University of Virginia, Department of Computer Science
CS655: Programming Languages
Position Paper 3
28 February 2000
CLUs about Ada
I would like to start this paper by commenting on the question asked. Did Ada satisfy the DOD's requirements better than CLU? I think I have read carefully the papers handed out and I have not found any trace of a serious DOD's list of requirements. So answering this question without any extra source of information appears a bit hazy to me. The only approximative approach I imagine is to compare the two languages and if Ada is different from CLU, I would assume that Ada fills better the DOD's requirements than CLU. Only if Ada and CLU appears similar enough, I could then consider that the money invested in the military research would have rather been invested in anti-missile projects.
Let's answer to the second question first: Did Ada satisfy the DOD's requirements better than CLU? Regarding to my preceding reserves, I would tend to say YES. However, a full justification of this answer should consist of a systematic comparison of the features of Ada and CLU, and, would certainly overflow the Declaration of Independence of the United States of America. I would rather consider another strategy by presenting a brief comparison which will give one example where Ada shows a clear different feature from CLU's mechanisms.
In An Overview of Ada, Ada is presented as a programming language of the "second revolution" i.e. providing data abstraction. CLU does provide abstraction mechanisms including not only data abstraction but also procedural and control abstractions. A bit further in the paper, the key features of Ada are presented as:
- strong typing
- programming in the large
- exception handling
- data abstraction
- generic units
Both Ada and CLU provide a strong typing with a static checking at compile-time.
Programming in the large
described as the mechanisms for encapsulation and separate compilation. By its overall abstract approach, CLU encourages modularity of programs and consolidates the modules through the CLU library.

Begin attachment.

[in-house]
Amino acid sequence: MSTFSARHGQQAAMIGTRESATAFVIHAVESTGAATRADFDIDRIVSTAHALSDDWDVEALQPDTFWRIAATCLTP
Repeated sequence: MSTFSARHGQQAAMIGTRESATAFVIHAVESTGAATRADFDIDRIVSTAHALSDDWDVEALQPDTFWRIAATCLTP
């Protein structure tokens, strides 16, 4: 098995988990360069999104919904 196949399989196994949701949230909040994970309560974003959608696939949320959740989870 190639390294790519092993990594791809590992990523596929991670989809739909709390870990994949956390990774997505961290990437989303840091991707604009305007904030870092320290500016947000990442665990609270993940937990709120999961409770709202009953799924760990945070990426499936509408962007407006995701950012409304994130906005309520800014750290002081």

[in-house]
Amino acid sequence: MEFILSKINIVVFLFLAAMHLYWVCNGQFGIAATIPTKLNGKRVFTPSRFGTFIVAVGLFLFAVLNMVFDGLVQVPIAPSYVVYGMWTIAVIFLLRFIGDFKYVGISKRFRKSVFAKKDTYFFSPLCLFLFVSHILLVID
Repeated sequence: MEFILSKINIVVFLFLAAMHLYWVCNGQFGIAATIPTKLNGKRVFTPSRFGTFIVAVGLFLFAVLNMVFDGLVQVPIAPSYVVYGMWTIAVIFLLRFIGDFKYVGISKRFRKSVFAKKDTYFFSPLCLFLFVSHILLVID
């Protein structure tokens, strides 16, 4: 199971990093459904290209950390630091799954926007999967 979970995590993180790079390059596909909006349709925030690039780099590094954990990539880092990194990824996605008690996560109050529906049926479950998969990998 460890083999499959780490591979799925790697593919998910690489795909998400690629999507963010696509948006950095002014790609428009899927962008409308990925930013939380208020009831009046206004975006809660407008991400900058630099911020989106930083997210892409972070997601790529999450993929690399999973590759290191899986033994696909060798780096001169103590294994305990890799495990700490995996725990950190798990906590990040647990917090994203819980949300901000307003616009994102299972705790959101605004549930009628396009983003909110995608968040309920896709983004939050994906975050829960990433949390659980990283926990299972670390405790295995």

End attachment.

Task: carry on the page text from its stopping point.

CLU and Ada both provide exception handlers that can be paramaterized by users. CLU includes exception handling in its general abstraction terminology.
Ada is said to be the first language likely to be widely used which has contained embedded facilities for tasking. This powerful feature allows the programmer to define parallel processes within a procedure. It has no CLU equivalent and it is a difference that I consider important enough to say that Ada fills the DOD's requirements better than CLU.
This feature defining "the second generation of programming languages" is provided by the two languages. CLU's cluster and Ada's package both have the same function: allowing to separate a data abstraction from its implementation. To illustrate these similarities, here are the example of same user-defined type implemented in Ada on the left and in CLU on the right:
PACKAGE wordbag IS
FUNCTION create RETURN wordbag;
PROCEDURE insert(x : wordbag, v : STRING);
PACKAGE BODY wordbag IS
FUNCTION create RETURN wordbag IS
PROCEDURE insert (x : wordbag, v : STRING);
x.total := x.total + 1;
wordbag = CLUSTER IS
REP = RECORD [contents: wordtree, total: INT];
create = PROC() RETURNS (CVT);
insert = PROC(x : CVT, v : STRING);
x.contents := wordtree$insert(x.contents, v);
x.total : =x.total + 1;
They provide the ability to parameterize units over appropriate data types. CLU supports the same feature by allowing to parameterize clusters with a data type.
From its general abstraction, CLU appears to be much more consistent in its terminology than Ada. When Ada tends to add new features (discriminated, access and private types, tasks...) to a classic programming language, CLU surprises by its uniformity of design.
The absence of tasking in CLU makes me think that Ada fills the DOD's requirements better. However, we certainly can ask the question if Ada design effort was an unnecessary governement waste of taxpayer money just to eventually add a tasking feature to CLU (if Ada can be summarized this way). It's true that considering CLU during this study could have saved some money however the answer of this question is again NO from my point of view. I have no idea of the way CLU was designed but Ada is clearly a rational effort to study the programming languages of this period and finally to produce a new standard at least for military purposes. This view comes from a well-known concept that research and development in the United States is mainly generated by military funds and needs. The interest of this effort cannot be reduced to only the resultant programming language. I guess it is one of the reasons why Ada is much more used than CLU today both by the DOD and in Europe. A military project involving millions of dollars is much more trusted than an obscure experimental language.